The cookie program is one of the most effective financial literacy programs in the world, developing girls’ skills in five key areas: goal setting; decision making; money management; people skills; and business ethics.

These are essential skills needed to successfully navigate life – whether working on a high-school science project, running a household, being a project manager or a company CEO.  Not many organizations offer these key business skills to girls.

Here is a snapshot of the season at a glance:

The Cookie Lineup

  • Thin Mints: Mint flavored (and vegan) cookies with a delicious chocolaty coating. $5
  • Tagalongs: Layers of peanut butter with a rich, chocolaty coating. $5
  • Samoas: Caramel and toasted coconut-covered cookies. $5
  • Trefoils: Iconic and delicious shortbread cookies. $5
  • Do-si-dos: Crisp and crunchy oatmeal outside and creamy peanut butter inside. $5
  • Savannah Smiles: Zesty, lemon-flavored cookies dusted with powdered sugar. $5
  • Girl Scout S’mores: Crunchy graham sandwich cookies with creamy chocolate and marshmallow filling. $6
  • Toffee-tastics: Buttery (and gluten-free) cookies with sweet, crunchy golden toffee bits. $6

Cookie Clarifications

  • The new gluten-free Caramel Chocolate Chip cookie (announced nationally in August) will not be available in Arizona. Since 2014, GSACPC has been offering the equally delicious and gluten-free cookie, Toffee-tastic! A buttery cookie packed with golden toffee bits bursting with flavor.
  • Toffee-tastics will sell for $6.00 a box. Only troops that have opted into selling this cookie will have them, so it will be available in limited quantities.
  • Bakery Confusion: Did you know that there are two commercial bakers licensed by Girl Scouts of the USA to produce Girl Scout Cookies? The GSACPC bakery is Little Brownie Bakers. Therefore, some councils offer different cookies or have slightly different named cookies.
  • There are two Girl Scout Councils in Arizona: GSACPC provides cookies for customers in central and northern Arizona. The 2019 Cookie Season for Girl Scouts of Southern Arizona, covering Tucson and Yuma, is Jan. 19-March 3, 2019.


Girls will be setting up a temporary “shop” in front of local businesses and sometimes other locations like sporting events, church and community events selling cookies. Partner booth locations this year include: Fry’s Marketplace, Safeway, Bashas’ Family of Stores (including AJ’s, Food City and Diné Market on the Navajo Nation), Joann Fabric and Craft Stores, Wal-Mart and Sam’s Club, Goodwill, ASU, and GCU.


To encourage local girls to directly connect with their communities, as well as learn valuable lessons about public speaking, work ethic, and ingenuity, the council is encouraging Girl Scouts to conduct more “Walkabouts.” Through Walkabouts, Girl Scouts are encouraged to walk their neighborhoods selling cookies door-to-door in residential areas with adult supervision and visit cookie customers from years’ past.  It’s also a strategic sales channel in this on-demand economy (kind of like DoorDash for Girl Scout Cookies).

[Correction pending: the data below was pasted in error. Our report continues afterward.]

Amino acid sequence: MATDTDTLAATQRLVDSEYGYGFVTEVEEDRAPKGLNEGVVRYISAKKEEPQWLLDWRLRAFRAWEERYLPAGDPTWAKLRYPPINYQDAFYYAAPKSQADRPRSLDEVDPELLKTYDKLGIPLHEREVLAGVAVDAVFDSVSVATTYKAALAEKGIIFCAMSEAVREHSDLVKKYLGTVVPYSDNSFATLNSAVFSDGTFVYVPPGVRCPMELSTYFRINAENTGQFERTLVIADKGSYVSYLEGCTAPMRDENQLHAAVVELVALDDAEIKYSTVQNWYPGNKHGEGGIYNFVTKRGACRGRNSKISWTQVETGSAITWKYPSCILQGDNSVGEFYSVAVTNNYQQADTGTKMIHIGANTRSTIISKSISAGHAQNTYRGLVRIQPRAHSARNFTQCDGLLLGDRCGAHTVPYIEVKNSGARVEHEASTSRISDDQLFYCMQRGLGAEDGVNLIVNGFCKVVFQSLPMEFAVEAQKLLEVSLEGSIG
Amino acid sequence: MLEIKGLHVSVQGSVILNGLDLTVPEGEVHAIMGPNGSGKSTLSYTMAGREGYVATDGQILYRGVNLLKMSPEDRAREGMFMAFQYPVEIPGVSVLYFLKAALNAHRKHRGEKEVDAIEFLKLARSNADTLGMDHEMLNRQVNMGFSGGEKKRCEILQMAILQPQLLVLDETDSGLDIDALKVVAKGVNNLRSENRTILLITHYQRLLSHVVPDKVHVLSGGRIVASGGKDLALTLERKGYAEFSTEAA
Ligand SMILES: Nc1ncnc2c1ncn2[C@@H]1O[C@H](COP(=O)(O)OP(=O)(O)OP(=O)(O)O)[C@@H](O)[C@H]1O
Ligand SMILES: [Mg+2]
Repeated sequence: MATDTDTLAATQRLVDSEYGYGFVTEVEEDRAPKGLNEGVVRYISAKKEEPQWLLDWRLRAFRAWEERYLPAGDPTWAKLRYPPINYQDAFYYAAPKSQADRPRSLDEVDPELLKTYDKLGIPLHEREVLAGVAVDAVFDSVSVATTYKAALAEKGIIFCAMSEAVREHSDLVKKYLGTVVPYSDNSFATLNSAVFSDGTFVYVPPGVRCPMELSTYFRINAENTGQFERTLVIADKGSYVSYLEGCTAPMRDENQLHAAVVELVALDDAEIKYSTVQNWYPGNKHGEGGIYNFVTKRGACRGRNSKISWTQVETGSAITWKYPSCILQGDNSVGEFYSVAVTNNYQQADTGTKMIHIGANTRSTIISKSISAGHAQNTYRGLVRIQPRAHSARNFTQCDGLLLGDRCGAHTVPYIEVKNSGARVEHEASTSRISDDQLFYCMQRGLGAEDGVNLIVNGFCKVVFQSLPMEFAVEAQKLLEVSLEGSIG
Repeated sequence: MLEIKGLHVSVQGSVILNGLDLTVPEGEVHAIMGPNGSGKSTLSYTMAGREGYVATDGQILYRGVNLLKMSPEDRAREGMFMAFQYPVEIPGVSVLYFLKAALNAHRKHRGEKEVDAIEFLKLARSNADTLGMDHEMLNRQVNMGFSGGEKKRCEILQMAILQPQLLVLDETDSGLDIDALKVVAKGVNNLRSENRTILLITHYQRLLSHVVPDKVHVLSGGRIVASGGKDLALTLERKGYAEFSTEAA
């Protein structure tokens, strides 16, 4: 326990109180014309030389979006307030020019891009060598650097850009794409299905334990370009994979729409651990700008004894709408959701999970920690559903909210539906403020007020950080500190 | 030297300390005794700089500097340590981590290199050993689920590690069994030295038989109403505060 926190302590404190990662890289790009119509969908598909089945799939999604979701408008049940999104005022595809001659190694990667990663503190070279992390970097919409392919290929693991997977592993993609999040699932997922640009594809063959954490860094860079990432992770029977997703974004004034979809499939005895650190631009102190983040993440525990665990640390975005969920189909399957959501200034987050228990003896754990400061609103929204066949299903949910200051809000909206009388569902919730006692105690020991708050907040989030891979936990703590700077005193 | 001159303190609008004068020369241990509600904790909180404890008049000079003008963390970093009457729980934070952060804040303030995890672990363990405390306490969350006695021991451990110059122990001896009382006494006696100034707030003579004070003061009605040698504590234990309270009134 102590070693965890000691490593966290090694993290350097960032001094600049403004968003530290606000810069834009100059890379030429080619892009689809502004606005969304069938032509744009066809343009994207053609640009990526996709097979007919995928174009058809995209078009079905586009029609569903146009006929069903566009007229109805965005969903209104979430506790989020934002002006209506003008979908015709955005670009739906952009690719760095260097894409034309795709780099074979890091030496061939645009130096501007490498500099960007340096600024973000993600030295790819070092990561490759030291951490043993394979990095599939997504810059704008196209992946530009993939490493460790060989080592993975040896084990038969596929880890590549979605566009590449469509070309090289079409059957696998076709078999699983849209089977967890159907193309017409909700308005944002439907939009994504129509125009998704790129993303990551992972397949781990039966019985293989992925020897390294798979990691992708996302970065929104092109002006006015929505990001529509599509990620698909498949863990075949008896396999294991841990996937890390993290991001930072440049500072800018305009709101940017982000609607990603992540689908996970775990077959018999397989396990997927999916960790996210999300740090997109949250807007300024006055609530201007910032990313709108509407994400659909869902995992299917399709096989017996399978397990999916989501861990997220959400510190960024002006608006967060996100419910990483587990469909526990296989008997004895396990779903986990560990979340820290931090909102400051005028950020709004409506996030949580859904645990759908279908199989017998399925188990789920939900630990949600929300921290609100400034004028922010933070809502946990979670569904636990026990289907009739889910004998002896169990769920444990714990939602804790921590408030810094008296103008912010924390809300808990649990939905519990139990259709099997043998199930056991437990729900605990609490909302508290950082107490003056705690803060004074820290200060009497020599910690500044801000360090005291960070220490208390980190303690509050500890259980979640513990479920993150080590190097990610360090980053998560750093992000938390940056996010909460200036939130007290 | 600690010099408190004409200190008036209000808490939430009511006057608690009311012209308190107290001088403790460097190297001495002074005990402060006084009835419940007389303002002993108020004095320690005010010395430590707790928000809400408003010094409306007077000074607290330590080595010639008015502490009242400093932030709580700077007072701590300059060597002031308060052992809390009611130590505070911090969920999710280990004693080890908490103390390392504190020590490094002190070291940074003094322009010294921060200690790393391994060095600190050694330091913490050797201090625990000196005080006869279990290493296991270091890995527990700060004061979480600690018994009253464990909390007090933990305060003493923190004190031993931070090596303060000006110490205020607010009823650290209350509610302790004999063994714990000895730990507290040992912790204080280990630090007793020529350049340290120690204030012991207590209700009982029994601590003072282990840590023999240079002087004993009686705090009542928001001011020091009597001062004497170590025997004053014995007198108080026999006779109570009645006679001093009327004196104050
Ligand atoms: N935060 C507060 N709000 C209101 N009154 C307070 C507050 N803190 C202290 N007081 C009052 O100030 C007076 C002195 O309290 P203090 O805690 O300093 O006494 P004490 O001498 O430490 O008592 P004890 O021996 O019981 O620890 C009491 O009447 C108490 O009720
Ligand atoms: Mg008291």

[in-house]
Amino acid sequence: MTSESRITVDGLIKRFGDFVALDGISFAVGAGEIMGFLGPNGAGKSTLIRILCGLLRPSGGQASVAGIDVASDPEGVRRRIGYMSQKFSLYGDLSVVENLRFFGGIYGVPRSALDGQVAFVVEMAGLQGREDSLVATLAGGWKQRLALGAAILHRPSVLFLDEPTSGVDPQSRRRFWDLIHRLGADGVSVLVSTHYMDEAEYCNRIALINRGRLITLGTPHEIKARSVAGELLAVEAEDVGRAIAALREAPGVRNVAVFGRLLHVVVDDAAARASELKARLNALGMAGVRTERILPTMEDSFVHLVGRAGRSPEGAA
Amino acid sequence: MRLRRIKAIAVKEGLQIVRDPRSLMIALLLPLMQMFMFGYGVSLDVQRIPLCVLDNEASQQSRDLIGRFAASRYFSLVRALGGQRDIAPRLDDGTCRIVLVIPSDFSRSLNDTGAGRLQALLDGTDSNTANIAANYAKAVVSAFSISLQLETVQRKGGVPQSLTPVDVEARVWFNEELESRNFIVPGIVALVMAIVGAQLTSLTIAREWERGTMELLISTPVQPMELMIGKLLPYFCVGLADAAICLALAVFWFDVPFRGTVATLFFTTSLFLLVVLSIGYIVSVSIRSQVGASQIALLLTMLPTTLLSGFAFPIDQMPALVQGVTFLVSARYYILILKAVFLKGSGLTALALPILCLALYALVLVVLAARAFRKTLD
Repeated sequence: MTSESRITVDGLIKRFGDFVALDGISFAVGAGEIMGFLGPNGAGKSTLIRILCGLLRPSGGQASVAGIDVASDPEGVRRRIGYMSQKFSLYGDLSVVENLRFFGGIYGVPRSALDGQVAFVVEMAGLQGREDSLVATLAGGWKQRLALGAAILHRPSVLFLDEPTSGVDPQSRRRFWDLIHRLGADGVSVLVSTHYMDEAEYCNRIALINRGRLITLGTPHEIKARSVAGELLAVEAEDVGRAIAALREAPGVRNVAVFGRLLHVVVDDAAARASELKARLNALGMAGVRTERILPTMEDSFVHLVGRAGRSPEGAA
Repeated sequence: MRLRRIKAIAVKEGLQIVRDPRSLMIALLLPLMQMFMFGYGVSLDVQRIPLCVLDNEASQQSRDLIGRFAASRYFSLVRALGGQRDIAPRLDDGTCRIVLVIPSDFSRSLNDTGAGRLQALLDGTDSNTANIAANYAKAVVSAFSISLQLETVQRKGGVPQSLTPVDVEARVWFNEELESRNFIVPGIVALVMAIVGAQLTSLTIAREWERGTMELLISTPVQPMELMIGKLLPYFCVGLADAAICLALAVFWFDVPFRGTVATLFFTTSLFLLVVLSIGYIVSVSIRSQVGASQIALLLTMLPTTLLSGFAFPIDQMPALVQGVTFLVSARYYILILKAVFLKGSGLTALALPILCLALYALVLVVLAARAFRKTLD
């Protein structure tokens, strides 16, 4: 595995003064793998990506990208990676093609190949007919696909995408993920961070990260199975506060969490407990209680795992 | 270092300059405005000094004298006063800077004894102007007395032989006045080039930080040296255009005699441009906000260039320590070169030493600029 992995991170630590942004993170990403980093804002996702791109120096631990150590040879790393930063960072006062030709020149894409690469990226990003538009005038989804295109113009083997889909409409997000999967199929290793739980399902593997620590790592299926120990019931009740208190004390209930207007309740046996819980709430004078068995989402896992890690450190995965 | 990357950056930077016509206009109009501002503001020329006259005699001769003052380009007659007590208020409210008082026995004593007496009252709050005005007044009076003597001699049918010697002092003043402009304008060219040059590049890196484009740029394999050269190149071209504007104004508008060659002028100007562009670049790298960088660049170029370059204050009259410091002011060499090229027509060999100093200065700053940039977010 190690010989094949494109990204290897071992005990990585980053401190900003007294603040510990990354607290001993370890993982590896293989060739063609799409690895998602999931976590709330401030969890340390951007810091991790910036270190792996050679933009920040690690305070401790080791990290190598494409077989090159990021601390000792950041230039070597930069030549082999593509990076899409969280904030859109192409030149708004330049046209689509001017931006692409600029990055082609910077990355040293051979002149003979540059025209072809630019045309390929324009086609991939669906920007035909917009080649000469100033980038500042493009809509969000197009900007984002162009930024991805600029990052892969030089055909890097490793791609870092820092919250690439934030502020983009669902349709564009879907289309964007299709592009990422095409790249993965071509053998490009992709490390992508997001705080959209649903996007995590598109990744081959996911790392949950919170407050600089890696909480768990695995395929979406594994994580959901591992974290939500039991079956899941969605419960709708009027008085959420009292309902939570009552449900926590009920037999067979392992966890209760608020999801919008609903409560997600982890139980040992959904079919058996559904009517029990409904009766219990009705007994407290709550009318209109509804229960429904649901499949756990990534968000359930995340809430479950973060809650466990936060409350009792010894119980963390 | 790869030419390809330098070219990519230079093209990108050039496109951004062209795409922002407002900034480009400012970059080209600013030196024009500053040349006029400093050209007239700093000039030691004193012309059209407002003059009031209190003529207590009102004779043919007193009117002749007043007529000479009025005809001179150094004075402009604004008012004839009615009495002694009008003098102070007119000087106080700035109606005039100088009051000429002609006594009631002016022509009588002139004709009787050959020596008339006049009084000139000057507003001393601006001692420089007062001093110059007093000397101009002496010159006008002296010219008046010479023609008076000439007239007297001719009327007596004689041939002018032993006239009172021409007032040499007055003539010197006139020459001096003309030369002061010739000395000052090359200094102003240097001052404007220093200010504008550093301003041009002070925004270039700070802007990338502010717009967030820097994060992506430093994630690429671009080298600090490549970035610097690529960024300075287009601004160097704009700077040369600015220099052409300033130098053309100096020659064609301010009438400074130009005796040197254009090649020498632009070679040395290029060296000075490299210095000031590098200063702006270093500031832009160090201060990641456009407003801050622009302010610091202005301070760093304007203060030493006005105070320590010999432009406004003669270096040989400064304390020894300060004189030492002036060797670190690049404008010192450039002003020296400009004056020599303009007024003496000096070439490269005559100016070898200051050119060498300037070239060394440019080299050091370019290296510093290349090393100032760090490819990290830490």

The Cookie Finder app

Visit and use the Girl Scout Cookie Finder to find a cookie booth near you. It’s simple – just enter your zip code and choose from a list of locations nearby. If you want cookie finder access on-the-go download the free Girl Scout Cookie Finder app onto your iOS or Android mobile device from Google Play or the Apple store.

Digital Cookie

The Girl Scout Cookie Program goes beyond the booth with Digital Cookie.

Digital Cookie helps take the five essential life skills girls learn through the traditional cookie program to a whole new level—introducing lessons about online marketing, application use, and e-commerce to Girl Scouts, through building their own cookie website and managing their virtual sales.

In addition, girls can use the Digital Cookie Mobile App to accept mobile payments from customers in-person.

6th Annual Girl Scout Cookie Dessert Challenge

For the 6th year in a row, participating chefs from restaurants across central and northern Arizona will go head-to-head to create a winning dessert with one of the Girl Scout Cookie flavors. The participating restaurants are helping promote the largest entrepreneurial program in the world and ultimately investing in their community. Throughout the month of February, the desserts will be sold in participating restaurants and proceeds will go towards supporting Girl Scouting in our community!

During the challenge, fans can visit to vote for their favorite dessert. The dessert with the most votes at the end of the challenge will be crowned the 2019 Girl Scout Dessert Challenge Champion!

The friendly competition provides a great opportunity for local businesses to support and inspire future entrepreneurs— Girl Scouts!

  • Dates: Feb. 1- 28, 2019
  • Participating locations include:
    • The Thumb
    • Rusconi’s American Kitchen
    • Aioli Burger
    • 32 Shea
    • Lovecraft
    • ZuZu at Hotel Valley Ho
    • PNPK
    • Ocean Prime
    • The Herb Box
    • Proof Canteen at the Four Seasons Scottsdale
    • The Phoenix Ale Brewery Central Kitchen
    • Silver Pine Restaurant at Little America Hotel
    • Jake’s Unlimited
    • Original Gravity
    • Babbo Italian Eatery, eight Valley locations


Where Does Cookie Money Go

Did you know? 100% of GSACPC Cookie proceeds stay local to benefit Girl Scouting in Arizona.

When you purchase Girl Scout Cookies from a young, budding entrepreneur, you’re supporting her success today and tomorrow. This includes individual Girl Scouts and their troops, and all girls Council-wide. Girl Scout Cookies’ proceeds stay in Arizona to:

  • Fund service projects for the community and amazing girl-led adventures for troops
  • Help councils provide Girl Scout programs in STEM, the outdoors, life skills, and entrepreneurship, as well as camps, leadership training and more!
  • Cover the cost of running the Girl Scout Cookie Program, including the costs of cookies, materials, and logistics.


Girl Scout Cookie Entrepreneurs also earn rewards on their individual sales. They can choose to receive incentive prizes or “Program Credits.” Program Credits can be used to help pay for summer camp (Cookies for Camp), membership dues, Girl Scout travel, and other programs and events.

Girl Scouts Arizona Cactus-Pine

119 E Coronado Rd
Phoenix 85004